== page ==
Southwest Regional Core

Project Profiles

Southwest Regional Core

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Terrapin was engaged on a 3,200 acre site in the Arizona desert for a project to create a new urban, business, residential, and social core for the region. Seeking to establish a “new desert urbanism,” the developer and master planners wanted the area to consist of walkable communities with social amenities and convenient retail and mixed-use areas, while making the least possible impact on the environment. To this end, Terrapin facilitated an Environmental Opportunities Charrette and worked with Hart Howerton, Rumsey Engineers, Natural Systems International, Climate Mitigation Services, Cahill Associates, and Regenesis Group to identify recommended strategies for the design and planning of the development.

The charrette delved into issues of energy, transportation, water, and wastewater, including their implications for urban design, infrastructure, and building design. Given the arid climate, the idea of achieving a “water balance” emerged as a key issue, to be accomplished by minimizing the need for off-site water and practicing aggressive water recycling throughout the site. In a region with abundant, year- round sun, the development team has explored the potential for achieving Net Zero Plus in terms of its energy balance – where the development would produce more energy on an annual basis than it consumes. Large-scale arrays of solar panels and building-integrated photovoltaics could help achieve this positive balance; benefits would include greater energy independence and potential financial returns from selling clean, renewable energy back to the local utility.

In addition to on-site power generation, proposed energy strategies included comprehensive green building standards, renewable-ready buildings, passive solar design, creation of microclimates, and a biofuel facility operated in conjunction with on-site waste water treatment. District systems set up as networks of nodes for electricity, hot water, chilled water, and reclaimed water were explored, an approach that would take advantage of the multiple benefits of shared, flexible infrastructure. As a mixed-use development, such systems would capitalize on the diversity of building types to optimize the use of energy, water, and other resources.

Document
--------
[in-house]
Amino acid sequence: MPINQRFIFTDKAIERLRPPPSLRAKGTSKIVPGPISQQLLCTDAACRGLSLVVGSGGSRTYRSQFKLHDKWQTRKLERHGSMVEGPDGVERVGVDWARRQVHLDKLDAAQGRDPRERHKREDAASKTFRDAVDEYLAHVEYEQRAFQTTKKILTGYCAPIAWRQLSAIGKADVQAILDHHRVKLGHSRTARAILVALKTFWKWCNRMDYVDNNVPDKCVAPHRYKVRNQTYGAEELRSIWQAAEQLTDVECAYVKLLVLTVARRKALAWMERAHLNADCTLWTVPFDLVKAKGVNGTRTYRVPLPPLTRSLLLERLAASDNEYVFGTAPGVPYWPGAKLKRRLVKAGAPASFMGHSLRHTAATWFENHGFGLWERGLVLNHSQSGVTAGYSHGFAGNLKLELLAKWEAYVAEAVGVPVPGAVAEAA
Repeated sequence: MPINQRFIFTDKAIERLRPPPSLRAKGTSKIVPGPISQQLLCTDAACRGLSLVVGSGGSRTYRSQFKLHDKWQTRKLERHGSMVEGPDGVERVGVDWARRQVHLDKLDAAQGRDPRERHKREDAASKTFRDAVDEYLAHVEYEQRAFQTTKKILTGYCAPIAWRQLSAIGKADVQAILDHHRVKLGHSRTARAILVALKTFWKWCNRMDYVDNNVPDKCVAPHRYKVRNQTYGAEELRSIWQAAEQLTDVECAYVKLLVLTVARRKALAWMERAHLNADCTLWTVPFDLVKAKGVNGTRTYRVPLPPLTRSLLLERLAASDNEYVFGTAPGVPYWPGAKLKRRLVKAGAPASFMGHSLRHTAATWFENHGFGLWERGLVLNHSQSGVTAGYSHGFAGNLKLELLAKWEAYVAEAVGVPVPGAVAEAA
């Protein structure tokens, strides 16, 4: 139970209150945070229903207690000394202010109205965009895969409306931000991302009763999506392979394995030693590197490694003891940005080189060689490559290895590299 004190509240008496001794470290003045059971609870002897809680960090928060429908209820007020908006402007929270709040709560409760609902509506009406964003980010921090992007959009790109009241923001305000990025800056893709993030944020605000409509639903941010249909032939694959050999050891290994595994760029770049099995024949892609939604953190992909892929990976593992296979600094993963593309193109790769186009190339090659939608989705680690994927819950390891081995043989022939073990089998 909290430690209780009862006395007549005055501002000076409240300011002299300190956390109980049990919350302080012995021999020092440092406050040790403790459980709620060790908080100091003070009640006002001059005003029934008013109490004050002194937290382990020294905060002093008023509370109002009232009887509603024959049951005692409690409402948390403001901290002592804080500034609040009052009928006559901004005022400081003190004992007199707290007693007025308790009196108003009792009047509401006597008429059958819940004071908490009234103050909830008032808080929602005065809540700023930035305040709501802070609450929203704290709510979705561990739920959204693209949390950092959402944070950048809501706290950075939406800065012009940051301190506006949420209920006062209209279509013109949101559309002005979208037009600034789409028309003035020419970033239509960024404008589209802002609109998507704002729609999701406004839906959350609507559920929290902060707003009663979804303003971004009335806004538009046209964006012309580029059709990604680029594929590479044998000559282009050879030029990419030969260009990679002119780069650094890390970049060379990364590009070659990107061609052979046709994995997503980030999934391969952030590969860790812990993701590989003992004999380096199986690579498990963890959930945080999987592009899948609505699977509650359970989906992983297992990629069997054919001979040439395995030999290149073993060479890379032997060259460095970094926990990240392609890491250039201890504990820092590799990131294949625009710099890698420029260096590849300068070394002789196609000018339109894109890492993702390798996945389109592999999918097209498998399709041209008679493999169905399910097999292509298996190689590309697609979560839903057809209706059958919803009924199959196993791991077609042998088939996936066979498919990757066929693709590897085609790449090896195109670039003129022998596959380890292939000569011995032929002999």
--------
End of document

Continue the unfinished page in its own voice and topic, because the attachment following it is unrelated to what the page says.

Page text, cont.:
The resulting recommendations were intended to become an integral part of the client’s business plan, establishing a strong market position and enhancing the development’s value. Following the charrette, Terrapin authored a report identifying key principles and recommendations, as well as a series of environmental tools to aid decision-making. These tools included analyses and balances for water, energy, and greenhouse gas emissions.

 

*Header image copyright David Crummy/Flickr

*Featured image copyright James Bo Insogna/Flickr

As a partner, Chris is an architect and sustainability leader focused on systemic thinking to address challenges in the built environment. Chris believes we can learn how to live on this planet if we start listening to nature again.